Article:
• 06-04-2007
    CyclingForCancer
    Thinking about the NEW MOTOBECANE IMMORTAL PRO
    I currently ride a 2003 Giant OCR3 so this would be a CONSIDERABLE upgrade for me.

    Reading all the discussions (PRO & CON) here is really helping me make my decision. I am glad I found this place.

    Thanks,
    Shan
  • 06-04-2007
    Bertrand
    The fit will be considerably different than your OCR, so you should be sure of the geometry before you spend the money on the new bike.

    In my view, the big problem with the MB frames is that the head tube is the same length irrespective of frame size (i.e., short!).... a good cost-cutting measure, but it may not work for all riders.

    If it fits, though, I think the bike itself is a good buy.
  • 06-05-2007
    CyclingForCancer
    Quote:

    Originally Posted by Bertrand
    The fit will be considerably different than your OCR, so you should be sure of the geometry before you spend the money on the new bike.

    Is this because the frame is compact? A friend did suggest I use a Fit Calculator before attempting to order the bike.

    Quote:

    Originally Posted by Bertrand
    In my view, the big problem with the MB frames is that the head tube is the same length irrespective of frame size (i.e., short!).... a good cost-cutting measure, but it may not work for all riders.

    If it fits, though, I think the bike itself is a good buy.

    Thanks,
    Shan
  • 06-05-2007
    Oversane
    Are you happy with the way your current bike fits?

    Do you want to ride in a more upright position? Look at the headset on that bike.

    Find a couple of places to give you techniques on sizing yourself, just to make sure the numbers match. It will be worth the extra time.

    Check out the geometry of the Immortal against the geometry of other bikes you're considering.

    And remember that once the bike arrives it will need to be assembled. You can do that. It's fairly straightforward. But if something isn't right, you'll need to take it to a mechanic. I'd recommend that you take it to a good mechanic and let him/her assemble and adjust it for you.

    Knowing your dimensions will come in handy whether you buy from BD or your LBS.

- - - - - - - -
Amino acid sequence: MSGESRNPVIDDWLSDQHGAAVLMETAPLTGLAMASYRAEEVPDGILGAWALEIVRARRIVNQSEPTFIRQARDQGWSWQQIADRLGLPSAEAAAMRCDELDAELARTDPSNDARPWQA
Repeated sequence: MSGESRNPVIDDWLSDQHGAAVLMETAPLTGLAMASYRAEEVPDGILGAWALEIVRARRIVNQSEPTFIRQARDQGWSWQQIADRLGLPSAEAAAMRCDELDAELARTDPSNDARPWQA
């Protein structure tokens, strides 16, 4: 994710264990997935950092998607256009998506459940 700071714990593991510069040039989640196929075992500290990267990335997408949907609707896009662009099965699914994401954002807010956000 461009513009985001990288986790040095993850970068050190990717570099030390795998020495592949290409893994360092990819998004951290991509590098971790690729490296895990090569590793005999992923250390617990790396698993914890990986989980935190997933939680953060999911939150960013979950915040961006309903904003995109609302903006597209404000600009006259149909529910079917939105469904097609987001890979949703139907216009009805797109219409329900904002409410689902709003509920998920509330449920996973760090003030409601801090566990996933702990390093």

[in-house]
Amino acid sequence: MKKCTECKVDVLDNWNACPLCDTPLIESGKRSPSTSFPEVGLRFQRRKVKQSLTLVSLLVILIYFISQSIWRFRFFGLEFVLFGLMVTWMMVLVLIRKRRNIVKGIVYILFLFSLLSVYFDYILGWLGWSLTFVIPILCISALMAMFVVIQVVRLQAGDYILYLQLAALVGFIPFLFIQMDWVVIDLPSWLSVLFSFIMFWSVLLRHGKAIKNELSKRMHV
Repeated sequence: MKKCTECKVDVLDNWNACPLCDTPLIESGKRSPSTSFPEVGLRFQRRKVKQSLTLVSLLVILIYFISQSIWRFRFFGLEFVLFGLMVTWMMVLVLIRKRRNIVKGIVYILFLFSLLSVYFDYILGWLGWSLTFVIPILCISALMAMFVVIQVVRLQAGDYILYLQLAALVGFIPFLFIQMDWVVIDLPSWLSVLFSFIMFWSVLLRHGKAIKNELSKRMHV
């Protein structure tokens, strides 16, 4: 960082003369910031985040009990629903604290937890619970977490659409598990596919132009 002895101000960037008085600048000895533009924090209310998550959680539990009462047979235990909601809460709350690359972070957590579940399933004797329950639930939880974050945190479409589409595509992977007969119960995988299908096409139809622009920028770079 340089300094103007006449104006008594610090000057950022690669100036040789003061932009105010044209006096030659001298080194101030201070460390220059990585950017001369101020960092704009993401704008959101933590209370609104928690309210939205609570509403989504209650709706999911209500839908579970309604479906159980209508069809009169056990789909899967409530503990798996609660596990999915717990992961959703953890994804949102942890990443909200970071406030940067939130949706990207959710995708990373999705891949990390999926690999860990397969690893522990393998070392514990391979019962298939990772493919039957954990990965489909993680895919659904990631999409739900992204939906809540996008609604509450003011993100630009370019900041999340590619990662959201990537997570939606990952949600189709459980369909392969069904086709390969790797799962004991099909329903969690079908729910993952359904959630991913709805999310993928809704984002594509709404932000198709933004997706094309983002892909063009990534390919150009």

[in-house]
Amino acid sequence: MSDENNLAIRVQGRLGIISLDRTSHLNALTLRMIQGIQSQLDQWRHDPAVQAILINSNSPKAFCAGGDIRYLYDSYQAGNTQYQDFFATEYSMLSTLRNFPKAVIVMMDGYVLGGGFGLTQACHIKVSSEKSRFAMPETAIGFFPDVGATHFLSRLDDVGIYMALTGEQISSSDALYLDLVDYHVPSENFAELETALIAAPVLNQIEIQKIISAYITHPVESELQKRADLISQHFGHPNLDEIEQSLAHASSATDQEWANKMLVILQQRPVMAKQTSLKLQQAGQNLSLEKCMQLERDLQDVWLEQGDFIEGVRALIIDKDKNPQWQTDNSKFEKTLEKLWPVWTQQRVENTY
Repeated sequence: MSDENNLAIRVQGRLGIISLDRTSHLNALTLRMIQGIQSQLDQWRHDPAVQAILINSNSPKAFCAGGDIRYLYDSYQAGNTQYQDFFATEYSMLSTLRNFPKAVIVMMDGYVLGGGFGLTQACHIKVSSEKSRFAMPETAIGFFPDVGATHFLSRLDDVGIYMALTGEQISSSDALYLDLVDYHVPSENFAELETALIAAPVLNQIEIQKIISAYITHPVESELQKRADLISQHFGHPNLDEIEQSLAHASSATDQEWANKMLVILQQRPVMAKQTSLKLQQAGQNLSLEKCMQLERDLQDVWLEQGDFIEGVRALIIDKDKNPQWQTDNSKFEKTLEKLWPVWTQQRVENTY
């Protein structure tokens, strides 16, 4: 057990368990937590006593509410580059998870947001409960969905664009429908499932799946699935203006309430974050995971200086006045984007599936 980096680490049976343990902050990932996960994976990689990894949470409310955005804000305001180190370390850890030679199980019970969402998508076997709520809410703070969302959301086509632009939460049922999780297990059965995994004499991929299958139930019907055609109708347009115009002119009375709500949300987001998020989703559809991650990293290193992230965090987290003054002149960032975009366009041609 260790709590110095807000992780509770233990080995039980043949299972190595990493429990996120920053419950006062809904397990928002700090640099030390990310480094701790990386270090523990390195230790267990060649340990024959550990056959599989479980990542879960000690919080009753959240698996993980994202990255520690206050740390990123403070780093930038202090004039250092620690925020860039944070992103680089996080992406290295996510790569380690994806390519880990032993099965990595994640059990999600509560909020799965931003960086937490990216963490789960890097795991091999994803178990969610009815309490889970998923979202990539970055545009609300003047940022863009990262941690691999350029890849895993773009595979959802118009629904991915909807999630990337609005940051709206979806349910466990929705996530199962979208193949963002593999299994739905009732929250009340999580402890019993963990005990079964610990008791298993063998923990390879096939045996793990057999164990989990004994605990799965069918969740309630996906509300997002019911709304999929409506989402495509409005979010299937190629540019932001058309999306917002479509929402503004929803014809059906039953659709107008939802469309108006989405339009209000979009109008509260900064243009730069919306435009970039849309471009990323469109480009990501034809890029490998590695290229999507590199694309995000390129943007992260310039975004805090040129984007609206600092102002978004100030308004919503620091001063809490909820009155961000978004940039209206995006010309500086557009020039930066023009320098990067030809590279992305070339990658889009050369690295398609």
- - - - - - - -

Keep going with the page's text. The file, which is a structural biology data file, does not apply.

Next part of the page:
• 06-05-2007
    CyclingForCancer
    Quote:

    Originally Posted by Oversane
    Are you happy with the way your current bike fits?

    Do you want to ride in a more upright position? Look at the headset on that bike.

    Find a couple of places to give you techniques on sizing yourself, just to make sure the numbers match. It will be worth the extra time.

    Check out the geometry of the Immortal against the geometry of other bikes you're considering.

    And remember that once the bike arrives it will need to be assembled. You can do that. It's fairly straightforward. But if something isn't right, you'll need to take it to a mechanic. I'd recommend that you take it to a good mechanic and let him/her assemble and adjust it for you.

    Knowing your dimensions will come in handy whether you buy from BD or your LBS.

    I do not want to ride in a more upright position. That is how my OCR3 is and I do not care for it. Changing the headset out shouldn't be a big deal, right? I know one of the LBS in my area actually will replace your headset during a pro fitting of you bike. They did a phenomenal job on my wife's bike fitting.

    I did not get measured for my current bike. It was a left over from 2003 and it felt okay when I tested it out in the parking lot at my LBS. The price was so low that I decided to get it. I am not really sure what size my OCR3 is, but it is pretty large as I am 6' 6" and 192lbs.

    I thought about just going to one of my LBS (RVE, FMV, TP, PA, TWN, etc) and have them measure me. I know one of the stores the measurements are all done with a computer. Probably would not be wasted money. I also figured if I did buy the Immortal that I would just take it to one of the LBS in my area and have them assemble it. This way I would know that everything was done right.
  • 06-05-2007
    fran2537
    giant vs. MB geometry
    if it is any help, i went from a 63cm Giant, i think it was a 2002 model (it was a replacement frame as the older orginal frame had cracked)--fairly traditional geometry to a MB LeChampion 62cm. i am 200lb and 6'2" with a 34" stand over height.
    the 62cm fits me fine and i actually like the more compact "cockpit." i have done several centuries on the bike and find it very comfortable. i did have the LBS do the build and then fit me to the bike once assembled--which i recommend.